Protecting intellectual property is an essential action far too many businesses still don’t realize is more than necessary. Even worse, those same businesses don’t realize the implications beyond hurting their potential for profit. In reminders from IT experts this last year, we see that the theft of intellectual property is starting to make a major impact financially on businesses. In turn, the U.S. economy and the process of innovation could be rattled to its core soon if IP theft is allowed to continue.
NFL quarterback Peyton Manning is known for his pre-snap cadence, shouting words like “Omaha!” and “Hurry!” as part of his football theatrics. But can you ever imagine a signal-caller (that’s Peyton, or any other guy under center) barking the word “copyright!” at the line of scrimmage?
On Tuesday January 30th, social media giant Facebook unveiled their highly anticipated news-reading app called “Paper.” The app is, in many ways, a new alternative user interface for Facebook itself. The first section within the app will be the user’s own Facebook newsfeed followed by themed sections with content on a variety of topics. Users will also be able to post their own stories. Many are touting “Paper” as the best Facebook app ever. There’s just one problem: the name.
FiftyThree, a New York- and Seattle-based app maker, has claimed that they hold the rights to the name “Paper by FiftyThree.” The app maker filed for trademark in May of 2012. According to a New York Times report, FiftyThree reached out to Facebook asking them to refrain from using the name “Paper” for their new app. However, according to FiftyThree chief executive Georg Petschnigg, Facebook apologized for not letting them know sooner and were moving forward with their launch. As a result, FiftyThree filed for a trademark on the name “Paper” on January 30th, the same day the new Facebook app launched.
We all recognize the writer in movies who just can’t seem to find the words. Sitting at their typewriter, composing a love note and spilling their undying love, ripping page after page from the typewriter in increased frustration. Or the poet turned rockstar looking to compose their next big lyrical riff, burning both ends of the candle night after night to come up with a million dollar chorus.
When it comes to blog writing, many can appreciate the anxiety that it causes and the series of questions that follow when asked to contribute content to, say, a company blog. “What if no one reads what I write? What if no one understands my point? How can I possibly write a blog – I’m a terrible writer!”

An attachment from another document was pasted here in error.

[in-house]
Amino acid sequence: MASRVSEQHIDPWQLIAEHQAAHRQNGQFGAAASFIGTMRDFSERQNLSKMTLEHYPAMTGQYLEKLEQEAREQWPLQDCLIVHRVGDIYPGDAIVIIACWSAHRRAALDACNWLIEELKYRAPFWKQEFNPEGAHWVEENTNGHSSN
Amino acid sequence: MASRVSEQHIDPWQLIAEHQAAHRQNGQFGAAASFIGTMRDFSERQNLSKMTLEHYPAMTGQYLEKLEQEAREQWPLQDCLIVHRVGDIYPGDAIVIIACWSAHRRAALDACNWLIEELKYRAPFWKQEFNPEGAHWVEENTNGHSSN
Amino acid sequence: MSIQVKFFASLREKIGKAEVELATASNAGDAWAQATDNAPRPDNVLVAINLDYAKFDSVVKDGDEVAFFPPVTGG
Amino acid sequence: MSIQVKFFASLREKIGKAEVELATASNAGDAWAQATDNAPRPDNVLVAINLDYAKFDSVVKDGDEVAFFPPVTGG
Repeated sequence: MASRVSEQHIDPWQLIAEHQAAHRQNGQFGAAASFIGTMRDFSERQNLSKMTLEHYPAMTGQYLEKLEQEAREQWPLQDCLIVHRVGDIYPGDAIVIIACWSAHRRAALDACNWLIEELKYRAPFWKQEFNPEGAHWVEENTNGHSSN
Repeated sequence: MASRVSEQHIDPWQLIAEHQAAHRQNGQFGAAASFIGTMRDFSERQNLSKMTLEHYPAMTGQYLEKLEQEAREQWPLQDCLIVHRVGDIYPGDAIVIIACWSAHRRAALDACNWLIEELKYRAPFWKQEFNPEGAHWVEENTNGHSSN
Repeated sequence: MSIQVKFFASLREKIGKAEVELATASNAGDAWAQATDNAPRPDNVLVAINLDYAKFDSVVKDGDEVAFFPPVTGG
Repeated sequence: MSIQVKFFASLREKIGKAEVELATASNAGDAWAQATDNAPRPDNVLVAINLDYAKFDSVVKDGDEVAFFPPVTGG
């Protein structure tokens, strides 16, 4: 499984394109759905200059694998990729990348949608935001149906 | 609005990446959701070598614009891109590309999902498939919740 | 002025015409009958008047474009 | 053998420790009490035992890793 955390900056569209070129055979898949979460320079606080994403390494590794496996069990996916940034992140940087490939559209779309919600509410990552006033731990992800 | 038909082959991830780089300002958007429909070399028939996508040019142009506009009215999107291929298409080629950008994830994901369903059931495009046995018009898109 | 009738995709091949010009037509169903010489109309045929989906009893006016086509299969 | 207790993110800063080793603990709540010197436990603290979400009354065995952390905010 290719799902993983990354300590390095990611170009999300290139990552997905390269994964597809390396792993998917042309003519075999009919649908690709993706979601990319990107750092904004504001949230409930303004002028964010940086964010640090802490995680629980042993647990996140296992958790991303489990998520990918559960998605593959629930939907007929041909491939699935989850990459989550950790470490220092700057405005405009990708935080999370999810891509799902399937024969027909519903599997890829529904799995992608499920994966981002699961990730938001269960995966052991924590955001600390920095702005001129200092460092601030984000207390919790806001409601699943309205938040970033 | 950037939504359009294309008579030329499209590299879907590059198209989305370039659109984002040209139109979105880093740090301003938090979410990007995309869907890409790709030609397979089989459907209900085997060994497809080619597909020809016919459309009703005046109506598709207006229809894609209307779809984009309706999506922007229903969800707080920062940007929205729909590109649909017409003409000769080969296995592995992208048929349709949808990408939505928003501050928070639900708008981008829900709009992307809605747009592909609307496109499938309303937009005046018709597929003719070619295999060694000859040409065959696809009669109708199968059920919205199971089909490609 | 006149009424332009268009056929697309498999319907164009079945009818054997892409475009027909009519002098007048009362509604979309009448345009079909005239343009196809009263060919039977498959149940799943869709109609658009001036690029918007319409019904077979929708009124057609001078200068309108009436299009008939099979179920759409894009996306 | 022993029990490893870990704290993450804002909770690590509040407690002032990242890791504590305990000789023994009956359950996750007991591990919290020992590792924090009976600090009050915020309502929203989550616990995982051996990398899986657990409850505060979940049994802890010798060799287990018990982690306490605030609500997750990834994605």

I’m happy to share that our Traker team truly rallied together to contribute content for me to regularly post. That being said, I wanted to share our top three take aways, and also help you increase your blogging frequency as well with some tips and tricks. Of course, as always, be sure the content you’re sharing is yours, or is cited properly. IP infringement is a big deal and not something to trifle with (I mention this to remind you to never share without consent).
So what did our Trakers learn in creating regular content? And how can you apply these lessons with your company? . . .
One of the most used piracy sites is the aptly named “The Pirate Bay”. It was founded in 2003 in Sweden and in 2009 after much legal controversy, the founders were found guilty for facilitating illegal file sharing of copyrighted material. They received a one year jail sentence and had to pay a 46 million SEK fine. But the sites popularity continued to soar, frustrating copyright advocacy groups around the world. But following a number of court cases and government proactive action, The Pirate Bay has become one of the most censured sites on the internet. It is banned in the U.K., Italy, China and a number of other countries.
CEI Gateway hosted the first 2014 meeting of the Law and Technology Committee for the AZ Tech Council this past Thursday, February 13th; the discussion focused on the need to be proactive in your intellectual property strategy by providing five tips to help you protect your company’s intangible assets and remain competitive. Katharina (Katie) Martinka, an attorney with 20 years of litigation and transactional experience in Intellectual Property and Business law, provided real life examples along with her five tips to prove how a little pre-planning can provide the basis for a stronger business plan.